Freedom Planet

Game review by
David Chapman, Common Sense Media
Freedom Planet Game Poster Image
Actioner feels like Sonic homage, but play falls short.

Parents say

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Kids say

age 11+
Based on 1 review

A lot or a little?

The parents' guide to what's in this game.

Positive Messages

Themes of friendship, helping those in need.

Positive Role Models & Representations

Lilac, Carol, Milla all positive heroines, with strong bonds of friendship, selfless natures. They're willing to dive in to help those in need, without any expectation of reward, recognition.

Ease of Play

Simple controls; easy to play.

Violence

Most violence is very cartoonish, not the least bit graphic. But one scene features a decapitation in opening sequence before title screen.

Sex
Language
Consumerism
Drinking, Drugs & Smoking

What parents need to know

Parents need to know that Freedom Planet is a downloadable, single-player action-adventure game inspired by classic 16-bit platform games, particularly the Sonic the Hedgehog franchise. The game features anthropomorphic characters with an Asian influence, and the playable characters are all strong female role models, with positive messages of friendship, selflessness, and helping others. Freedom Planet is a straightforward platform game, easy for players of nearly all ages and skill levels to pick up and play. Although the bulk of the content, including the violence, is cartoonish and seemingly acceptable for younger players, there are moments that push the boundaries, including an opening scene that features the decapitation of a king.

User Reviews

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Teen, 14 years old Written byPokefan May 24, 2016

Do your kids a favor, and buy this game.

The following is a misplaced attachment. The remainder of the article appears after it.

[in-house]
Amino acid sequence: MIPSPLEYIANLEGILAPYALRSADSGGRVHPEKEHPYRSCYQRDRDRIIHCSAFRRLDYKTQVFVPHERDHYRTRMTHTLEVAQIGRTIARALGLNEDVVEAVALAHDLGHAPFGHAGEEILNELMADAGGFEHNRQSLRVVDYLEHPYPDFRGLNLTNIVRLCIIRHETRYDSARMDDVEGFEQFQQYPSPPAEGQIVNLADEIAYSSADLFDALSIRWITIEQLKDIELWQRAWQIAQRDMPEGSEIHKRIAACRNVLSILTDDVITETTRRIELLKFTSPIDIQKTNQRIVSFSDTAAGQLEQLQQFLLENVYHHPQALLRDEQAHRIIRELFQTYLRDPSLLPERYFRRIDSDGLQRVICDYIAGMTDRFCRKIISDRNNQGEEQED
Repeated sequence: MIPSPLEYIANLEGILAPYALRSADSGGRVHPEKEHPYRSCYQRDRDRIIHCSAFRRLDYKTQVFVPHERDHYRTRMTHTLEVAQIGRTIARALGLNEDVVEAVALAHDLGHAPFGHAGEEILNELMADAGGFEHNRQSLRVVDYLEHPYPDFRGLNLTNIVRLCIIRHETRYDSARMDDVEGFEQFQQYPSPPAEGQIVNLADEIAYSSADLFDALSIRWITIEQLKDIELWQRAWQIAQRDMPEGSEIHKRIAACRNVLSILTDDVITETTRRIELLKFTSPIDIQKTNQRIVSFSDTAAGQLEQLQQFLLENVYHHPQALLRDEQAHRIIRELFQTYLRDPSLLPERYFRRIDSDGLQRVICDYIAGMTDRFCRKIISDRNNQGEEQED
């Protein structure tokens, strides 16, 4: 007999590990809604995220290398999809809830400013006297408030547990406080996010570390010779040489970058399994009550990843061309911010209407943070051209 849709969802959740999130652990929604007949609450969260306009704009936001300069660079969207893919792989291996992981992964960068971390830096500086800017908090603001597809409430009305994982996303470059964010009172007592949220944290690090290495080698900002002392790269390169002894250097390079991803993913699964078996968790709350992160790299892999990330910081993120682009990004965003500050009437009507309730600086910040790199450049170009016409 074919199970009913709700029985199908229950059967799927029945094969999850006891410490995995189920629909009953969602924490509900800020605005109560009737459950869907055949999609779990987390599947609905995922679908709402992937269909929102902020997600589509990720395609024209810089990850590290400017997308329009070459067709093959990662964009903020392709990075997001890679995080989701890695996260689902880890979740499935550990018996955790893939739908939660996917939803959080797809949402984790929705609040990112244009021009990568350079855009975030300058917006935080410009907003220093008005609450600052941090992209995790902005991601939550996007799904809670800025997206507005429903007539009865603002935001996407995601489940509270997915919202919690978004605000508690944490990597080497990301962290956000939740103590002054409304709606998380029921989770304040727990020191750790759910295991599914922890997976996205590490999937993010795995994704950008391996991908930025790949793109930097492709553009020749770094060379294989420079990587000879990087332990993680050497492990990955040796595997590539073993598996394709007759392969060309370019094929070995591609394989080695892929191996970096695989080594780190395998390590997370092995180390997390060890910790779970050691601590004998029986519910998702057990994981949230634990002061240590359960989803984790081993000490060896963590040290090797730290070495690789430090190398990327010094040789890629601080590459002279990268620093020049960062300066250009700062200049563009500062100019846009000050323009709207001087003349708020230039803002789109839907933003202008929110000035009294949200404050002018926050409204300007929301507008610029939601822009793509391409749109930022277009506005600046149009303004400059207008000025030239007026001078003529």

Alright, I first saw this game's review on Twitter. And I gotta say, the official review does everything well, except for one thing: Freedom Planet is not... Continue reading

What's it about?

FREEDOM PLANET began its life as a fan-made revival of the 16-bit era Sonic the Hedgehog games before being redesigned to be a new, original property. When an intergalactic tyrant crashes his ship on a new planet, he immediately sets out to steal the Kingdom Stone, a mythical relic that could repair his vessel and allow him to continue his reign of terror. When best friends Lilac and Carol (a purple dragon and a green wildcat) rescue another alien, a shelled duck named Torque, and learn what's happening, the duo set out to protect the Kingdom Stone and protect their planet from the invading forces. It's high-speed hijinks and old-school action as players help Lilac, Carol, and their friends race over obstacles and through robot armies in their attempt to restore a lasting peace.

Is it any good?

If it's true that imitation is the sincerest form of flattery, then there's a certain speedy blue hedgehog who's feeling quite flattered right about now with this action game. Freedom Planet certainly shares a lot with the original 16-bit Sonic the Hedgehog games. Anthropomorphic characters? Check. A super-fast main hero teamed up with a slower, stronger hero who can climb up some walls? Check, and double-check. The list goes on and on. In fact, squint your eyes just enough and you'd be forgiven for thinking you're playing a missing, gender-swapped, Sonic spin-off found in some hidden corner of the Sega archives. But open your eyes a bit and you start to see the frayed threads around the edges.

Freedom Planet is easy to pick up and play, just like the retro games it emulates. Run. Jump. Attack. All the moves are responsive and simple to execute. The stages all take advantage of the characters' abilities, whether it's Lilac bouncing off the walls like a pinball or Carol racing across the ceiling on her motorcycle. From a purely mechanical standpoint, the game is nearly flawless. The problem is you never feel attached to the characters or the story in any way. The dialogue and voice acting make a cheesy late-night B-movie sound like Shakespeare by comparison. And with so much of the Sonic DNA showing, but not the pedigree of being an actual Sonic title, the game ends up feeling less like an homage and more like a cheap knockoff. 

Talk to your kids about ...

  • Families can talk about friendship. What are the qualities that make a good friend, and what makes friendship important?

  • Talk about role models in the media. What are some of the traits that define a positive role model?

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